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Romantic Headstones: Memory is a Golden Chain

In honour of Valentine's Day, this week's blog looks at some of the most romantic stories and headstones in the Deceased Online collections marking the everlasting love of couples reunited after death.


While Valentine's Day is a fun celebration of love and romance for some, for others it can be a harsh reminder of loneliness or the loss of a loved one. Like birthdays, anniversaries and religious festivals, Valentine's Day triggers thoughts and memories of happy times with someone who is no longer here.

An illustration of Sophia Peabody Hawthorne by Stephen Alonzo Schoff, taken from Nathaniel Hawthorne and HIs Wife: A Biography by Julian Hawthorne, p. 39 (Google books) 

When I visit graveyards, however, I am often struck by how much love continues after death. This may be the love of a parent, child, spouse, lover, sibling or friend. In some cases, a spouse's body may be removed from a grave or cemetery and relocated elsewhere in order to join their loved one in death. One romantic example of this is the story of painter and illustrator, Sophia Peabody Hawthorne (1809-1871), whose burial record in London's Kensal Green Cemetery can be found in the Deceased Online database. Sophia's husband, author of The Scarlet Letter among other works, Nathaniel Hawthorne (1804-1864), died in Plymouth, Massachusetts and was buried in nearby Concord at the "Author's Ridge" in Sleepy Hollow Cemetery. The couple had been extremely close, with Sophia providing a strong influence on her husband's work. Four years later, Sophia and her children moved to England. Three years after that, Sophia became ill with typhoid pneumonia. She died on 26 February 1871 and was buried in Kensal Green on the 4th March. Six years later, Sophia and Nathaniel's daughter, Una, died in London at the age of 33 and was buried in the same grave.

Una's sister, Rose Hawthorne, founded a Roman Catholic order of nuns, the Dominican Sisters of Hawthorne. They were responsible for the London grave, which fell, damaging its markers. At this stage, the nuns decided to discontinue caring for the grave in Kensal Green, and to remove the bodies to Massachusetts. In 2006, Sophia and her daughter were reunited with Nathaniel when their remains were buried in a neighbouring plot in Sleepy Hollow.

  
It is not just famous married couples whose relationships and love for each other can be found in cemeteries. There are also many lesser-known lovers whose feelings are clearly inscribed on their headstones. This book-shaped memorial (above and below) to A. Charles Eberhardt and his wife, Elsie Maud, lies in Highgate Cemetery. As the inscription reveals, Charles Eberhardt died on the 15th May 1956. Elsie Maud lived on without him until 22nd January 1970 when they were reunited in the grave and the second page of the headstone "book" was completed. Elsie Maud's strong love for her husband can be felt on reading the words, "After 50 years together never forgotten." This memorial ensures that their love continues to be remembered today.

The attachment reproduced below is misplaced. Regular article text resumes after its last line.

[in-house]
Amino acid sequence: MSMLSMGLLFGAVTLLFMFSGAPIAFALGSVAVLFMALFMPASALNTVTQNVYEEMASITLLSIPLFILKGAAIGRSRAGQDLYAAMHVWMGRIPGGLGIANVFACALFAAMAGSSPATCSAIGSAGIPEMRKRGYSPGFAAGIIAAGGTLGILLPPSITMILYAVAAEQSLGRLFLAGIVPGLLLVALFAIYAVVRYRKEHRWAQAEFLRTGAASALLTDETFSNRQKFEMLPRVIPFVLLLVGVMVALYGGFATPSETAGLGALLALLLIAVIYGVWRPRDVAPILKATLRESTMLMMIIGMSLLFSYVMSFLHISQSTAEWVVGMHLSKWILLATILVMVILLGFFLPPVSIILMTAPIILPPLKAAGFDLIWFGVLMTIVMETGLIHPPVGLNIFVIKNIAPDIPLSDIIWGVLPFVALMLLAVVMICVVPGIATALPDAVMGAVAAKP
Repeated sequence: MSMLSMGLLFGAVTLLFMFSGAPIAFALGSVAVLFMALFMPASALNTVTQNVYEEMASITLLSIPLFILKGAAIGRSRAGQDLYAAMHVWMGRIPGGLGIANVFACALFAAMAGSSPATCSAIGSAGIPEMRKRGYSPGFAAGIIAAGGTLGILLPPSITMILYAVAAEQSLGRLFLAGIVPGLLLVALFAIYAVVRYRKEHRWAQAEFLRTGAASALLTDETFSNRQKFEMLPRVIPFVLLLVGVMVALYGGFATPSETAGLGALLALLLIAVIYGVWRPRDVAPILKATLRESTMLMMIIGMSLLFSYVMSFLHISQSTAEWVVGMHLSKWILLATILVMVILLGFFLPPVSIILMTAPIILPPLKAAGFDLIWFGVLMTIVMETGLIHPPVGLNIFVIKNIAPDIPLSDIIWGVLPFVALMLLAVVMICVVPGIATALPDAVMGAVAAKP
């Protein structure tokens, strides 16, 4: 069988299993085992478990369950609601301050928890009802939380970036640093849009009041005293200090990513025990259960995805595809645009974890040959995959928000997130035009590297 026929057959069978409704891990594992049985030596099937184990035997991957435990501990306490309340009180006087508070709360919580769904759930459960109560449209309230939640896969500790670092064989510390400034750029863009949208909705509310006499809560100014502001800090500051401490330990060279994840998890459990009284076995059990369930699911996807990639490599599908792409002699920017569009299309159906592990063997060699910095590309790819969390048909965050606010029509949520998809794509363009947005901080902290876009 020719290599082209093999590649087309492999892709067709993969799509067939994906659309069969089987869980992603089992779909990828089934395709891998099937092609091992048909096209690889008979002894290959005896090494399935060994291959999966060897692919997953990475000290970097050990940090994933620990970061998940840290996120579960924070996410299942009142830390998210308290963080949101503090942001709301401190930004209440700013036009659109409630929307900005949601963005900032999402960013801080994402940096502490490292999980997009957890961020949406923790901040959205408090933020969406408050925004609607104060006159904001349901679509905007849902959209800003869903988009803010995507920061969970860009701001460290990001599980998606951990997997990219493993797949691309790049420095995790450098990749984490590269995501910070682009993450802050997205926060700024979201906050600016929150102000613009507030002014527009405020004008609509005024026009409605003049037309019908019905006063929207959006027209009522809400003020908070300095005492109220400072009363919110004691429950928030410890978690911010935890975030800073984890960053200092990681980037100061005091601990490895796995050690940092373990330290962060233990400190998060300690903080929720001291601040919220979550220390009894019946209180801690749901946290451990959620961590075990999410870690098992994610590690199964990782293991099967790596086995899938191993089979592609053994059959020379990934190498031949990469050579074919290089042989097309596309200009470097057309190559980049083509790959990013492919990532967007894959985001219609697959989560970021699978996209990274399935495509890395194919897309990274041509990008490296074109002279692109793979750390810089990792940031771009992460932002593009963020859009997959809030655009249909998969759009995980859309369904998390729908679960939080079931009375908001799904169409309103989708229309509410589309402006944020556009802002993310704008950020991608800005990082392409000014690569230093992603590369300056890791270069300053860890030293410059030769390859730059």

Other interesting examples from Highgate Cemetery of the strength of married love include the following headstone for James Oliver, who died in 1913, and his wife, Anna, who joined him in 1921. The sole word at the base reads simply, 

"UNITED".


The Highgate Cemetery tombstone pictured below was erected in loving memory of Ethel Phillips by her husband, Joseph Henry Phillips. Ethel was 81 when she died on 21st October 1969 and Joseph Henry joined her four years later when he was 84. Joseph declared his eternal love for Ethel with the following words inscribed as follows:

MEMORY IS A GOLDEN CHAIN
THAT BINDS UNTIL WE MEET AGAIN.

After Joseph was buried alongside his wife, the headstone was inscribed, 

"REUNITED IN GOD'S KEEPING."


Please share your stories of loved ones in your families who have been reunited in death. Or have you spotted a particularly romantic headstone? We are interested in hearing about any romantic couple, married or not. Write your comments in the box below or get in touch on our Facebook and Twitter pages.

Sources:
New York Times http://www.nytimes.com/2006/06/27/us/27hawthorne.html 

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